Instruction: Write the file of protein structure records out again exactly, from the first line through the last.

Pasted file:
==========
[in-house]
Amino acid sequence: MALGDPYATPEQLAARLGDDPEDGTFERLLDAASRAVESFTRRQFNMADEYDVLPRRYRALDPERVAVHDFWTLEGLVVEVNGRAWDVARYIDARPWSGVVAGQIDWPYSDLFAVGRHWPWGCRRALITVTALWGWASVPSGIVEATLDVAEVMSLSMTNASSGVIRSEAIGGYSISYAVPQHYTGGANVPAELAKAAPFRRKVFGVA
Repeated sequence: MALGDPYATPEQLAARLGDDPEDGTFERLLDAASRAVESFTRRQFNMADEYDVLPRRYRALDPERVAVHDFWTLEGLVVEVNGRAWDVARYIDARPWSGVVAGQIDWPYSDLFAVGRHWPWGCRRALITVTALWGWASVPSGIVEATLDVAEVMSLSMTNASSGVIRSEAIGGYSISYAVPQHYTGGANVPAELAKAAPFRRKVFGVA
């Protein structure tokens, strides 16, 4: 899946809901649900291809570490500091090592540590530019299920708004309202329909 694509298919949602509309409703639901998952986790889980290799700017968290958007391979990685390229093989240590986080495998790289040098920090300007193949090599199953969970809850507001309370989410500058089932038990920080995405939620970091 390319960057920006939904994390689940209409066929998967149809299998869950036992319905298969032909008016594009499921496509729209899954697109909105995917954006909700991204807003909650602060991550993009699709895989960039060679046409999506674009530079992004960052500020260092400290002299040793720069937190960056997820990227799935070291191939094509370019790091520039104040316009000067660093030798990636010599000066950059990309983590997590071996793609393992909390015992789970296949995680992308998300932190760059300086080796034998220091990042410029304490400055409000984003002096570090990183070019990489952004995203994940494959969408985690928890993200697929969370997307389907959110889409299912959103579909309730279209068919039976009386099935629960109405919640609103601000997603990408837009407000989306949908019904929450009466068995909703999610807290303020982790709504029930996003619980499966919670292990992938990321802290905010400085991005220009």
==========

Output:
[in-house]
Amino acid sequence: MALGDPYATPEQLAARLGDDPEDGTFERLLDAASRAVESFTRRQFNMADEYDVLPRRYRALDPERVAVHDFWTLEGLVVEVNGRAWDVARYIDARPWSGVVAGQIDWPYSDLFAVGRHWPWGCRRALITVTALWGWASVPSGIVEATLDVAEVMSLSMTNASSGVIRSEAIGGYSISYAVPQHYTGGANVPAELAKAAPFRRKVFGVA
Repeated sequence: MALGDPYATPEQLAARLGDDPEDGTFERLLDAASRAVESFTRRQFNMADEYDVLPRRYRALDPERVAVHDFWTLEGLVVEVNGRAWDVARYIDARPWSGVVAGQIDWPYSDLFAVGRHWPWGCRRALITVTALWGWASVPSGIVEATLDVAEVMSLSMTNASSGVIRSEAIGGYSISYAVPQHYTGGANVPAELAKAAPFRRKVFGVA
């Protein structure tokens, strides 16, 4: 899946809901649900291809570490500091090592540590530019299920708004309202329909 694509298919949602509309409703639901998952986790889980290799700017968290958007391979990685390229093989240590986080495998790289040098920090300007193949090599199953969970809850507001309370989410500058089932038990920080995405939620970091 390319960057920006939904994390689940209409066929998967149809299998869950036992319905298969032909008016594009499921496509729209899954697109909105995917954006909700991204807003909650602060991550993009699709895989960039060679046409999506674009530079992004960052500020260092400290002299040793720069937190960056997820990227799935070291191939094509370019790091520039104040316009000067660093030798990636010599000066950059990309983590997590071996793609393992909390015992789970296949995680992308998300932190760059300086080796034998220091990042410029304490400055409000984003002096570090990183070019990489952004995203994940494959969408985690928890993200697929969370997307389907959110889409299912959103579909309730279209068919039976009386099935629960109405919640609103601000997603990408837009407000989306949908019904929450009466068995909703999610807290303020982790709504029930996003619980499966919670292990992938990321802290905010400085991005220009």